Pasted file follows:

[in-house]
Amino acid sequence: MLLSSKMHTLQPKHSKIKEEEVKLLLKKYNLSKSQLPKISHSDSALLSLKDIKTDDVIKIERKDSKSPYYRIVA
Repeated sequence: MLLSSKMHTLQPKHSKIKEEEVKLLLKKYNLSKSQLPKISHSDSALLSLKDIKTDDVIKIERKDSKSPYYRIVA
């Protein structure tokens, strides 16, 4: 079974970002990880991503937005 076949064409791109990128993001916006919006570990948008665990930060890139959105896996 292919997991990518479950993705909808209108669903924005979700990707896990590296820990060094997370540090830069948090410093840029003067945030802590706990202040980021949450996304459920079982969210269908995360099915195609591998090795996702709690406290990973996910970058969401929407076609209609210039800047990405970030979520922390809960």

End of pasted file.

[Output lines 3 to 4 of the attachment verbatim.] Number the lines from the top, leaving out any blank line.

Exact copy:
Repeated sequence: MLLSSKMHTLQPKHSKIKEEEVKLLLKKYNLSKSQLPKISHSDSALLSLKDIKTDDVIKIERKDSKSPYYRIVA
């Protein structure tokens, strides 16, 4: 079974970002990880991503937005 076949064409791109990128993001916006919006570990948008665990930060890139959105896996 292919997991990518479950993705909808209108669903924005979700990707896990590296820990060094997370540090830069948090410093840029003067945030802590706990202040980021949450996304459920079982969210269908995360099915195609591998090795996702709690406290990973996910970058969401929407076609209609210039800047990405970030979520922390809960």